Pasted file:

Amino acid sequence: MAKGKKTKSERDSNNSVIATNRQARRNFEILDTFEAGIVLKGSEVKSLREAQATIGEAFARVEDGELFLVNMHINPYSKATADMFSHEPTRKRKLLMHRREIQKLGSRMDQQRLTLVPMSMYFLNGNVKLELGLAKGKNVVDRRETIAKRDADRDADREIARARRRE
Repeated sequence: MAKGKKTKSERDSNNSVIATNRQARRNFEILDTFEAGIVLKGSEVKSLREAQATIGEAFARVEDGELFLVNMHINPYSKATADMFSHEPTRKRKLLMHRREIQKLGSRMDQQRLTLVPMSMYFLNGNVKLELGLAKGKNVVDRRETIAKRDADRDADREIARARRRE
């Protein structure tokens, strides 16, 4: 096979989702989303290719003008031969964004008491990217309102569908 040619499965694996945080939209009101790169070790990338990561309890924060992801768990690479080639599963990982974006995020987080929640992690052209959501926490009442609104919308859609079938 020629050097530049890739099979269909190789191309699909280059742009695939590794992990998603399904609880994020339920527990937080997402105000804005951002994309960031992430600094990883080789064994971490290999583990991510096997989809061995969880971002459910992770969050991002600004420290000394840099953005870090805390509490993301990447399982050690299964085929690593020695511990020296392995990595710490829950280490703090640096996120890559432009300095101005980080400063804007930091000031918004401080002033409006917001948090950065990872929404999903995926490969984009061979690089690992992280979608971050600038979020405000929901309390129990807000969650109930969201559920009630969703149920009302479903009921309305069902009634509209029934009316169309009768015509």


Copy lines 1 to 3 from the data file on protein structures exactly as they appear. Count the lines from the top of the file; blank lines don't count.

Amino acid sequence: MAKGKKTKSERDSNNSVIATNRQARRNFEILDTFEAGIVLKGSEVKSLREAQATIGEAFARVEDGELFLVNMHINPYSKATADMFSHEPTRKRKLLMHRREIQKLGSRMDQQRLTLVPMSMYFLNGNVKLELGLAKGKNVVDRRETIAKRDADRDADREIARARRRE
Repeated sequence: MAKGKKTKSERDSNNSVIATNRQARRNFEILDTFEAGIVLKGSEVKSLREAQATIGEAFARVEDGELFLVNMHINPYSKATADMFSHEPTRKRKLLMHRREIQKLGSRMDQQRLTLVPMSMYFLNGNVKLELGLAKGKNVVDRRETIAKRDADRDADREIARARRRE
């Protein structure tokens, strides 16, 4: 096979989702989303290719003008031969964004008491990217309102569908 040619499965694996945080939209009101790169070790990338990561309890924060992801768990690479080639599963990982974006995020987080929640992690052209959501926490009442609104919308859609079938 020629050097530049890739099979269909190789191309699909280059742009695939590794992990998603399904609880994020339920527990937080997402105000804005951002994309960031992430600094990883080789064994971490290999583990991510096997989809061995969880971002459910992770969050991002600004420290000394840099953005870090805390509490993301990447399982050690299964085929690593020695511990020296392995990595710490829950280490703090640096996120890559432009300095101005980080400063804007930091000031918004401080002033409006917001948090950065990872929404999903995926490969984009061979690089690992992280979608971050600038979020405000929901309390129990807000969650109930969201559920009630969703149920009302479903009921309305069902009634509209029934009316169309009768015509």